Out of every possible move a chef can make, working with the basics might be the ultimate test. Casse-croûtes are a good example; while flipping burgers is synonymous with the lowest rungs of food production, these restaurants are an element in Quebec’s culinary periodic table. ‘Anyone’ can do it, but can they do it right?
Little Italy is not the first place that comes to mind for casse-croûtes, and yet chefs Yann Turcotte, Michele Forgione, and Stefano Faita (Impasto, Pizzeria Gema) decided to build Chez Tousignant around the corner from the red, white and green of the Dante and St-Laurent strips. The unassuming presence of this little restaurant, free of gimmicks or kitsch, gives the impression that it’s just one of gang. Its vintage design by Zébulon Perron is so precise in its stainless steel and formica tabletops, its tiled floors, hand-painted signage and stools that it’s an effigy to the institutions of diners and snack bars. The simulacrum of the 1960s stops short there — this is a greasy spoon without the grease.
Living across town from its neighbourhood, I’d been meaning to visit Chez Tousignant ever since it started up just under two years ago. The only thing that got in the way was distance. Why travel across town for a greasy bite if there’s bound to be one not as far from your front door, right? Doubt all you want, but there’s plenty at CT that makes it worth your while.
That’s not to say some aspects aren’t lacking. A friend and I made the trek there from down south, having only done a minute amount of research before visiting, reading the menu on the metro. I was little sorry to find out that the restaurant’s choices had been pared down since it was first opened: Options like rotisserie chicken, lobster and shrimp rolls and desserts like pies and frozen custard previously promised in past coverage have been stripped away, at least for my visit. Instead, we tucked into the classics with some Tousignant soda.
As for that previous question about whether or not Chez Tousignant gets it right? They do. I’ll just preface this by saying I know that preferences regarding hamburgers, hot dogs and poutine are so relative and diverse that I’ll dispense with my own expectations.
The classic cheeseburger ($6.25) is served with tomato, lettuce, pickles, onions and the Tousignant sauce, which recurs on several other menu items. The potato buns these burgers use gave it a light buttery flavour without sacrificing structure, the toppings were fresh and their signature sauce rounded out each bite in a savoury condiment mix that had hints of onion and garlic powder. I’d have liked their smashed style of patties to be cooked a bit more crispy, however. It’s just what griddles were made for.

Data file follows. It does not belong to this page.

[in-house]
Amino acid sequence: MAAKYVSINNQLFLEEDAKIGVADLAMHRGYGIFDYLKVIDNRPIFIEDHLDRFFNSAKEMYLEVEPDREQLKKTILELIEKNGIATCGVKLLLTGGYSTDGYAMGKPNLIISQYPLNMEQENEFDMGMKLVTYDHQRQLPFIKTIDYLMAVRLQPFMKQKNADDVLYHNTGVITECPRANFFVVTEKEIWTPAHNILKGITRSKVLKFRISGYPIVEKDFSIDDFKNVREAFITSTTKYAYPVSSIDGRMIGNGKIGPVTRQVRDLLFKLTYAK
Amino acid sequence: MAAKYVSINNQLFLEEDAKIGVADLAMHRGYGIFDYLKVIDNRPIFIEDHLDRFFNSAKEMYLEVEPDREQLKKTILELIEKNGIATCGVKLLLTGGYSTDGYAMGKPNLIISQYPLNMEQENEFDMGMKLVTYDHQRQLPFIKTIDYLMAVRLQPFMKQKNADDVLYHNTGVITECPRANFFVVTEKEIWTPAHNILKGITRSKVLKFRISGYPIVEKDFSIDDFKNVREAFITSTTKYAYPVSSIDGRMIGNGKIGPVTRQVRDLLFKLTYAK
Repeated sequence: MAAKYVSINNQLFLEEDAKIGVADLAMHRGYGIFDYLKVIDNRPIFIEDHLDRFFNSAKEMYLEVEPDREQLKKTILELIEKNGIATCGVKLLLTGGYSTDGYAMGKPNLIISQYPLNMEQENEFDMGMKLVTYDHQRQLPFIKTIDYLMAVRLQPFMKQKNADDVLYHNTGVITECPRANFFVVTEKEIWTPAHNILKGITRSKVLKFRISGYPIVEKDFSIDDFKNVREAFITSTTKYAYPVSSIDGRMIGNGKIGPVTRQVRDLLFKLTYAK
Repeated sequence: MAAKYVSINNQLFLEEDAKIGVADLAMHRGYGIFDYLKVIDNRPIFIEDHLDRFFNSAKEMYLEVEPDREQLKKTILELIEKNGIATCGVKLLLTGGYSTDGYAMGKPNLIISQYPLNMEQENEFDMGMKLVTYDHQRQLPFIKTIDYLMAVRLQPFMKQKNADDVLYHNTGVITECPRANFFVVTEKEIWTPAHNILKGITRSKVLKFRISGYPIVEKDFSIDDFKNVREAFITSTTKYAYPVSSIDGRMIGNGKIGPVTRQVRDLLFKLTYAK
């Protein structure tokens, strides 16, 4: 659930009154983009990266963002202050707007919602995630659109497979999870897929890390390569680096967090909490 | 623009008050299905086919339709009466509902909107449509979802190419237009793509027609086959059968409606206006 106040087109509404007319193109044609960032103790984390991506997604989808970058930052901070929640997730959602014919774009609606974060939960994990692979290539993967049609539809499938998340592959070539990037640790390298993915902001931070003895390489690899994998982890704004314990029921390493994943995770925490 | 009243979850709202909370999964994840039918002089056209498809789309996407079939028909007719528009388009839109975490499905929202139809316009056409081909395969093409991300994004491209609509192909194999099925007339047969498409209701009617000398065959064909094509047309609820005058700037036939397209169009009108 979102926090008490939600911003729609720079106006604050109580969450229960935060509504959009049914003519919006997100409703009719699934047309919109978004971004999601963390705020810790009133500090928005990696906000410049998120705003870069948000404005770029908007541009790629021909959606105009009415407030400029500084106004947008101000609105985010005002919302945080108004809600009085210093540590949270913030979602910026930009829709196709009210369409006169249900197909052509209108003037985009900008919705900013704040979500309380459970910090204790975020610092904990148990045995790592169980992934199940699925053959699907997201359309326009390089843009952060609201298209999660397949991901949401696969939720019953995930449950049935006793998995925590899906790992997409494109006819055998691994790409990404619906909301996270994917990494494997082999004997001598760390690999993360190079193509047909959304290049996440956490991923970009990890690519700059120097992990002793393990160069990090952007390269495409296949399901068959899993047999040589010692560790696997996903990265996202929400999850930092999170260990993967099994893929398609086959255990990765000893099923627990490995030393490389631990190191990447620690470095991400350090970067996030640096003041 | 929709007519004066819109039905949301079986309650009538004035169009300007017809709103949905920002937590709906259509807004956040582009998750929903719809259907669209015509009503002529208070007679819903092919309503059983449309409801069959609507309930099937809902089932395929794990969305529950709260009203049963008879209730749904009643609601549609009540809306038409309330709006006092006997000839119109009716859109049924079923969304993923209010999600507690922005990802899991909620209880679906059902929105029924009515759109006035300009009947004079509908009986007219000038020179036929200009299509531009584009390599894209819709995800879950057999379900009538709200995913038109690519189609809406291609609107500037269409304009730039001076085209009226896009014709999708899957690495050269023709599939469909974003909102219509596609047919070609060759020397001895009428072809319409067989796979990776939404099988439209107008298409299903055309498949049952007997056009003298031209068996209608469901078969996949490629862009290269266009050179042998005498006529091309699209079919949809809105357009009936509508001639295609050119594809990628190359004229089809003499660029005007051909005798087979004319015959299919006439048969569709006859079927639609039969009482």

The poutines ($7.75 small, $11.50 large), like the hamburger, didn’t disappoint. Some important points to make here was that their curds were room temperature, and the fries were crispy. As for the sauce, it had good coverage, tasted of both chicken and beef broth, and coupled well as a topping. Not overwhelmingly seasoned, the gravy walked that fine line between thick enough to seep through while not being so thin that it forms a soupy mush at the bottom. The troch was carried well with this one.
Above all else, it’s the hot dogs that you have to try. They appear to have received the most attention in kitchen tests, with Turcotte working on the meat while Forgione tinkered with buns. The sausages have a pleasing snap to them that you can’t get from a Lesters dog no matter how you cook it, and the potato buns are done toasté with ample caramelization on the exterior. While the classic option ($5.25), with its crunchy tang of coleslaw and mustard, is a sure-fire bet, go for the Tousignant ($7.75): American cheese is melted along the trench of the bun, followed by crispy bacon, and the dog, and topped with sauce and pickle slices. It might seem strange to praise a hot dog this much, but it was such a wonderfully constructed and flavourful creation that I’d deem it the best I’ve had in this city. You have to try it once.
Running from 11:30 a.m. to 10 p.m., Chez Tousignant has my vote for best snack bar open hours deep into the evening. I can only hope they’ll eventually put their classic diner desserts — other than ice cream and donuts — back onto the menu. But if you’re looking for that frozen custard? Follow up your meal with a trip around the block to Pizzeria Gema to be impressed twice. ■